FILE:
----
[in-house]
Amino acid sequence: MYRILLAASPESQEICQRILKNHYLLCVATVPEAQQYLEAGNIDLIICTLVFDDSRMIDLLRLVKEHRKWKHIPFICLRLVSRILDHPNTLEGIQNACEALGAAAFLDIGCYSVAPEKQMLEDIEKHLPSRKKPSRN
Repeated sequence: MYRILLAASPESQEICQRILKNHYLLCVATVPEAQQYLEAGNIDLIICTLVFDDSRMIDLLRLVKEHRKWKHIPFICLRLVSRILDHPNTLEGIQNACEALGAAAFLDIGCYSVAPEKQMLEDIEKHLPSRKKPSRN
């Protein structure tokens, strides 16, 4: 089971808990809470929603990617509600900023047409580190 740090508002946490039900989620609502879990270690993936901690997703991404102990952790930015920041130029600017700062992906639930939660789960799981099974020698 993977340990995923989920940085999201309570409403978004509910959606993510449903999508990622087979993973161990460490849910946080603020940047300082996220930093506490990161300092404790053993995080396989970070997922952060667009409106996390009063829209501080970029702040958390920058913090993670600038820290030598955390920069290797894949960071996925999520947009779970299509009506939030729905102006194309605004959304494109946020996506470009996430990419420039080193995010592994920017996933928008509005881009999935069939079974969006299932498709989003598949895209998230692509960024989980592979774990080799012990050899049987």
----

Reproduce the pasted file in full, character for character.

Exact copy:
[in-house]
Amino acid sequence: MYRILLAASPESQEICQRILKNHYLLCVATVPEAQQYLEAGNIDLIICTLVFDDSRMIDLLRLVKEHRKWKHIPFICLRLVSRILDHPNTLEGIQNACEALGAAAFLDIGCYSVAPEKQMLEDIEKHLPSRKKPSRN
Repeated sequence: MYRILLAASPESQEICQRILKNHYLLCVATVPEAQQYLEAGNIDLIICTLVFDDSRMIDLLRLVKEHRKWKHIPFICLRLVSRILDHPNTLEGIQNACEALGAAAFLDIGCYSVAPEKQMLEDIEKHLPSRKKPSRN
């Protein structure tokens, strides 16, 4: 089971808990809470929603990617509600900023047409580190 740090508002946490039900989620609502879990270690993936901690997703991404102990952790930015920041130029600017700062992906639930939660789960799981099974020698 993977340990995923989920940085999201309570409403978004509910959606993510449903999508990622087979993973161990460490849910946080603020940047300082996220930093506490990161300092404790053993995080396989970070997922952060667009409106996390009063829209501080970029702040958390920058913090993670600038820290030598955390920069290797894949960071996925999520947009779970299509009506939030729905102006194309605004959304494109946020996506470009996430990419420039080193995010592994920017996933928008509005881009999935069939079974969006299932498709989003598949895209998230692509960024989980592979774990080799012990050899049987």